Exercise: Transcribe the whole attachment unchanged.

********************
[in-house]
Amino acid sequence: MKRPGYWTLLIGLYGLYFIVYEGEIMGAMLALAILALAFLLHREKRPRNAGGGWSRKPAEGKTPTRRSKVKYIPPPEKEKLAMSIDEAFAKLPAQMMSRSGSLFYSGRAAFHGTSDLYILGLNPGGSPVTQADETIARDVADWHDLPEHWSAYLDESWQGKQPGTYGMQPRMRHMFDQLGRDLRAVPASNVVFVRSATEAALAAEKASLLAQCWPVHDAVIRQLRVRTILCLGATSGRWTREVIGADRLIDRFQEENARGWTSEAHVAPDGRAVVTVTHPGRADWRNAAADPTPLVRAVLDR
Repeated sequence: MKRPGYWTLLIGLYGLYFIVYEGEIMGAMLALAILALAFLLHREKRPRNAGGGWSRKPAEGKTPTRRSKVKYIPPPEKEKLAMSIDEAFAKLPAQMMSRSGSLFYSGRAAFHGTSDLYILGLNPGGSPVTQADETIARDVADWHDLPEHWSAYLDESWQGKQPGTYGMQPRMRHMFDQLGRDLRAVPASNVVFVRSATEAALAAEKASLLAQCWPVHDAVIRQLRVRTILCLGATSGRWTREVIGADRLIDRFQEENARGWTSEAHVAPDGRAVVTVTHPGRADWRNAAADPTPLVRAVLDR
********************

[in-house]
Amino acid sequence: MKRPGYWTLLIGLYGLYFIVYEGEIMGAMLALAILALAFLLHREKRPRNAGGGWSRKPAEGKTPTRRSKVKYIPPPEKEKLAMSIDEAFAKLPAQMMSRSGSLFYSGRAAFHGTSDLYILGLNPGGSPVTQADETIARDVADWHDLPEHWSAYLDESWQGKQPGTYGMQPRMRHMFDQLGRDLRAVPASNVVFVRSATEAALAAEKASLLAQCWPVHDAVIRQLRVRTILCLGATSGRWTREVIGADRLIDRFQEENARGWTSEAHVAPDGRAVVTVTHPGRADWRNAAADPTPLVRAVLDR
Repeated sequence: MKRPGYWTLLIGLYGLYFIVYEGEIMGAMLALAILALAFLLHREKRPRNAGGGWSRKPAEGKTPTRRSKVKYIPPPEKEKLAMSIDEAFAKLPAQMMSRSGSLFYSGRAAFHGTSDLYILGLNPGGSPVTQADETIARDVADWHDLPEHWSAYLDESWQGKQPGTYGMQPRMRHMFDQLGRDLRAVPASNVVFVRSATEAALAAEKASLLAQCWPVHDAVIRQLRVRTILCLGATSGRWTREVIGADRLIDRFQEENARGWTSEAHVAPDGRAVVTVTHPGRADWRNAAADPTPLVRAVLDR